Inspection reports reveal disturbing conditions inside Ontario group homes

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WATCH: Broken child-welfare systems are a result of profits being put ahead of children, experts say – May 30, 2022

A child sleeping on a soiled mattress, lack of access to basic dental care, and kids without proper clothes were among the major violations cited by ministry inspectors who visited Ontario children’s residences.

A Global News and APTN investigation obtained 35 reports conducted at Ontario group homes/foster homes by provincial inspectors between 2016 and 2021.

The inspections, carried out by the Ministry of Children, Community and Social Services, offer a snapshot of systemic problems facing homes for Ontario’s most vulnerable youth.

Other alarming instances include homes in states of disrepair, children lacking access to good nutrition, and children pleading for more outings.

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Inspection reports and other reviews for daycares or long-term care homes are posted publicly, but there is little transparency when it comes to Ontario’s child-welfare system.

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Using freedom of information requests, the Global/APTN team sought to peel back the layer of secrecy. Part of the investigation was informed by an analysis of more than 10,000 serious occurrence reports, or SORs – filed to the province when a child dies, is injured, goes missing or is physically restrained, among other reasons.

The other key element was inspection reports, which highlight what inspectors are seeing when speaking to youth and staff in these group homes across the province.

These reports also document several instances of youth missing medical appointments or not receiving proper medication.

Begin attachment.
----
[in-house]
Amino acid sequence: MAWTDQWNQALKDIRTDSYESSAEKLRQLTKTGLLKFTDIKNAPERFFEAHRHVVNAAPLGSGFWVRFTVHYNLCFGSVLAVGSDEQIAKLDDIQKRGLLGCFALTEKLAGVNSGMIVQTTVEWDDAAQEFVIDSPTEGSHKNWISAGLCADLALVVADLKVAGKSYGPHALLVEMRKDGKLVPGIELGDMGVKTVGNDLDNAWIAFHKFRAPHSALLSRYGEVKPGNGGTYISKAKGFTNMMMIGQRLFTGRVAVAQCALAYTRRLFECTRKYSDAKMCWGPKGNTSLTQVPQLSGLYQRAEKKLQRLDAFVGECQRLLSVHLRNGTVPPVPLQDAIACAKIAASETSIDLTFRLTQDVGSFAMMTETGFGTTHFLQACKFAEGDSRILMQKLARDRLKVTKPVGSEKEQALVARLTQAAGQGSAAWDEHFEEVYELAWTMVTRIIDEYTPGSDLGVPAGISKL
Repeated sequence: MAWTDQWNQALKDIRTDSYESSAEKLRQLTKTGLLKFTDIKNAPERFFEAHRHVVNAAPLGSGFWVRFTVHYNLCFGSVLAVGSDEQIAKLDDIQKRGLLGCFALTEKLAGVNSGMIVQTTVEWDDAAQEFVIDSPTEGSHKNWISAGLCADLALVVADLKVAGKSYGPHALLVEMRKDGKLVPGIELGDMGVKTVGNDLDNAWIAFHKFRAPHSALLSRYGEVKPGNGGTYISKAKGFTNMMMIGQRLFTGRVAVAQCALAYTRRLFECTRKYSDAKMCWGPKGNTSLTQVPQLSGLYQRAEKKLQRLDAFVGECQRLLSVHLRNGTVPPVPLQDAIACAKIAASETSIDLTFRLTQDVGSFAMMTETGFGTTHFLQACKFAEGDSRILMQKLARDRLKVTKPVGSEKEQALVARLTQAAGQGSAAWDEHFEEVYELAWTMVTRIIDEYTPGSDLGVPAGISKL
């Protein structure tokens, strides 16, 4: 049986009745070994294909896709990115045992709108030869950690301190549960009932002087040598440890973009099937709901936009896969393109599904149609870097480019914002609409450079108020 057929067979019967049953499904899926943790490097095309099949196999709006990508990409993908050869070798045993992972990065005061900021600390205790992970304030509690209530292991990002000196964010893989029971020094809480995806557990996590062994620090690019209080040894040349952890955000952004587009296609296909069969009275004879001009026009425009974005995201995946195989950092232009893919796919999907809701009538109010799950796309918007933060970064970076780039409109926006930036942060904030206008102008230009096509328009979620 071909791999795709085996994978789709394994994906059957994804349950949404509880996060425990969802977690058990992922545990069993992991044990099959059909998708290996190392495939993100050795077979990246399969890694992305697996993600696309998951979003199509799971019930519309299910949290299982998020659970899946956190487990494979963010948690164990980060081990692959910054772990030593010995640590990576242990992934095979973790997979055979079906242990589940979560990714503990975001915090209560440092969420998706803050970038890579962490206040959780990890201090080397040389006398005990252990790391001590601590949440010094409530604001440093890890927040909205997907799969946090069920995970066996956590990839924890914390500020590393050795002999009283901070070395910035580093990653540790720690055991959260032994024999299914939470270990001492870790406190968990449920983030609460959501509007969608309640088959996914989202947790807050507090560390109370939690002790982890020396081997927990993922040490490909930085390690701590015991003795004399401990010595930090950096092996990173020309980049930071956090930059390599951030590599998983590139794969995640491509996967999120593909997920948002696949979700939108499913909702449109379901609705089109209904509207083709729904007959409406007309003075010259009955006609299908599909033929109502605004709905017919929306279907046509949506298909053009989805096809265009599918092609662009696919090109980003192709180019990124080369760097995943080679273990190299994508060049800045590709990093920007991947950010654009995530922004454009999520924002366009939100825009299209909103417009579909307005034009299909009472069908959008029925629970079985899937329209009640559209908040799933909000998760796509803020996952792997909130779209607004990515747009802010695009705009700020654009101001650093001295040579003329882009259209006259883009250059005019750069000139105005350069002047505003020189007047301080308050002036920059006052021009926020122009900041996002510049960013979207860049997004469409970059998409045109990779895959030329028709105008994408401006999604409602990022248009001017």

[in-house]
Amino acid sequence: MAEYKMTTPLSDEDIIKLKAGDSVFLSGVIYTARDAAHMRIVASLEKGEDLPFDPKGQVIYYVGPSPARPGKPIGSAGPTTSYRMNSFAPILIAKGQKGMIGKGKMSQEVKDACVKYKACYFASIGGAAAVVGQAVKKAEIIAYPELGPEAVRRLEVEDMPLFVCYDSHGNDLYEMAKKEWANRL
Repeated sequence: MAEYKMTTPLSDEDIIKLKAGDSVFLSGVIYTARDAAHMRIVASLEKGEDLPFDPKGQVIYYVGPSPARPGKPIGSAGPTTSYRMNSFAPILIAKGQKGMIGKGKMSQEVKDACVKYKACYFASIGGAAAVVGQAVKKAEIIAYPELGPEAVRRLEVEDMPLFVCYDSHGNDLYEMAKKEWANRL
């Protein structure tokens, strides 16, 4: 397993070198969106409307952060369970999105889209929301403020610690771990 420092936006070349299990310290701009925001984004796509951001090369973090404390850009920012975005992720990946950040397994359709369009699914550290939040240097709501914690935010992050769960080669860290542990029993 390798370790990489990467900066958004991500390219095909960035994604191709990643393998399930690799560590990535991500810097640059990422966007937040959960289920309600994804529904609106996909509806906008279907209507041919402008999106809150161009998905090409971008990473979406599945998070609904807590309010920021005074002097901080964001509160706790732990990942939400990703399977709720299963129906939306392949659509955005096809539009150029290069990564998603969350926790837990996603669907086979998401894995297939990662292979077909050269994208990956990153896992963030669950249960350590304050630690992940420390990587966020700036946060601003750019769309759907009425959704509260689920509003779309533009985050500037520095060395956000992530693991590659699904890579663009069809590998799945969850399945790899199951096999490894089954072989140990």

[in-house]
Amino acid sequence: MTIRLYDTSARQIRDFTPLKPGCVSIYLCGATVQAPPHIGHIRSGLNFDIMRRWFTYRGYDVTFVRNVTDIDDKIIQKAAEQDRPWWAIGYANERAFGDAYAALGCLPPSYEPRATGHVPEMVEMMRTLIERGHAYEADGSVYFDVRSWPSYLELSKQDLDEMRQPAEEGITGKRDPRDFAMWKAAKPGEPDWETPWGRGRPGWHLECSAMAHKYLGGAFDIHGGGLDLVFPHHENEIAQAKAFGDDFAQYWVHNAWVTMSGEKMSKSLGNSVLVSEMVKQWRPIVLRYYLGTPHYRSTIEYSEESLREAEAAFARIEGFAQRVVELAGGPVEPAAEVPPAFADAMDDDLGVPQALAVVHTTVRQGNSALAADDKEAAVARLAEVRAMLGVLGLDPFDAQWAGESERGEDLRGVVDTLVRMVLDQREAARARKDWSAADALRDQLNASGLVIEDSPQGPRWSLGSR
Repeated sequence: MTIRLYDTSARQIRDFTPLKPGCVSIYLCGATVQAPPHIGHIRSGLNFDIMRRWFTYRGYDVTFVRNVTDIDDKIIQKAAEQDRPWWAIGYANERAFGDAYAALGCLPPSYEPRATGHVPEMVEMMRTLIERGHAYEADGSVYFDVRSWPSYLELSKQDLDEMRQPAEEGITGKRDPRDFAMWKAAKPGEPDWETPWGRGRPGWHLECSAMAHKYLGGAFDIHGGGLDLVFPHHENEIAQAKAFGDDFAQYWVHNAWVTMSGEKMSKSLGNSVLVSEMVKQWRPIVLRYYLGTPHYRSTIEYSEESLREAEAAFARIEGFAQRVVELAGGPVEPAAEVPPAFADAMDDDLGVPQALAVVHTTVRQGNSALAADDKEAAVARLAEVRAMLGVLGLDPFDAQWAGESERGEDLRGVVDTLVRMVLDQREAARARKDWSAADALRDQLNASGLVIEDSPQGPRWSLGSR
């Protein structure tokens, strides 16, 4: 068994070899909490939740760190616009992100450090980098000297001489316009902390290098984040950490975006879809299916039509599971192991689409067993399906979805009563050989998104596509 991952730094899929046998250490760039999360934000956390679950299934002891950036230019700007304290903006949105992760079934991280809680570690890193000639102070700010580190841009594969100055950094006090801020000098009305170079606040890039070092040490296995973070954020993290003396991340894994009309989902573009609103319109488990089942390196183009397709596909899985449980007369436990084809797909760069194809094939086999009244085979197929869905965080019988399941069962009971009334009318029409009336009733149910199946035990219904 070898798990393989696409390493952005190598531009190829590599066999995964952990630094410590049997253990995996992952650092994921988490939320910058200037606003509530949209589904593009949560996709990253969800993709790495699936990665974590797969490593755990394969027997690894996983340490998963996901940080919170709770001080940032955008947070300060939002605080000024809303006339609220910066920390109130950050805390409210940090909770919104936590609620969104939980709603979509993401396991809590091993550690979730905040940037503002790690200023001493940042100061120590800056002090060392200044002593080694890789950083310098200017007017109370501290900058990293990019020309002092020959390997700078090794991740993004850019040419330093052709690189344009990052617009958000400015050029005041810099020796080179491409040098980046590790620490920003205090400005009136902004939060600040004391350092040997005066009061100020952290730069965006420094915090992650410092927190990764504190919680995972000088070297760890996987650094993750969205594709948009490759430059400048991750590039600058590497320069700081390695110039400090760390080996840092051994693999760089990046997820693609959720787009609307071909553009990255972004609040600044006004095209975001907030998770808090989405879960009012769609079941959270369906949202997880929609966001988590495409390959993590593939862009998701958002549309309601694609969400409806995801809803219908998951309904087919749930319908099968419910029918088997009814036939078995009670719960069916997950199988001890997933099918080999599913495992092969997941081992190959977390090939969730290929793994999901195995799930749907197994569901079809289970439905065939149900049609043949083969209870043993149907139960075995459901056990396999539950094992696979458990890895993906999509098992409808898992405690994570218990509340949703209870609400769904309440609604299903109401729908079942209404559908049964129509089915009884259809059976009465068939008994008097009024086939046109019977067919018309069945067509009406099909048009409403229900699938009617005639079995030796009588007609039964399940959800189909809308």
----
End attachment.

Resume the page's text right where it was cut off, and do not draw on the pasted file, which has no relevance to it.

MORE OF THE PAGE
“(Redacted) case file indicated a need for orthodontic care due to an impacted tooth, however there was no follow up noted in the file,” said a March 2020 inspection report for a Mary Homes residence.

“Staff advised … that the social worker asked to wait six months to address this because of (a) lack of insurance,” said the report, which noted a dental appointment was eventually made following the inspection and staff received training.

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Mary Homes declined repeated requests to comment on the results of the inspection reports.

Kiaras Gharabaghi, dean of Toronto Metropolitan University’s faculty of community services, said group homes are “seen as the placement of last resort” with little concern for “quality of care.”

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“Once you’ve run out of all other options, you’ve tried everything else repeatedly, then you get placed in a group home,” he said. “Young people know what that means. That means, ‘We don’t know what to do with you. We can’t really help you.’

The process for inspections involves ministry staff visiting the home, interviewing staff and youth, and examining the home to see if it’s fulfilling its licensing requirements. The service provider of the home will then have the opportunity to respond to the findings.

Unlike inspections for long-term care homes, which are posted publicly, these files for group homes are not widely available.

At a children’s group home operated by Hatts Off Inc., just outside Hamilton, an inspection report from March 2020 found that ”menus were not found to be well balanced or nutritionally adequate.”

“My breakfast today was fruit loops, lunch was Mr. Noodles, staff do not make lunch, sometimes make dinner depending on food donation,” a youth said during an interview with an inspector.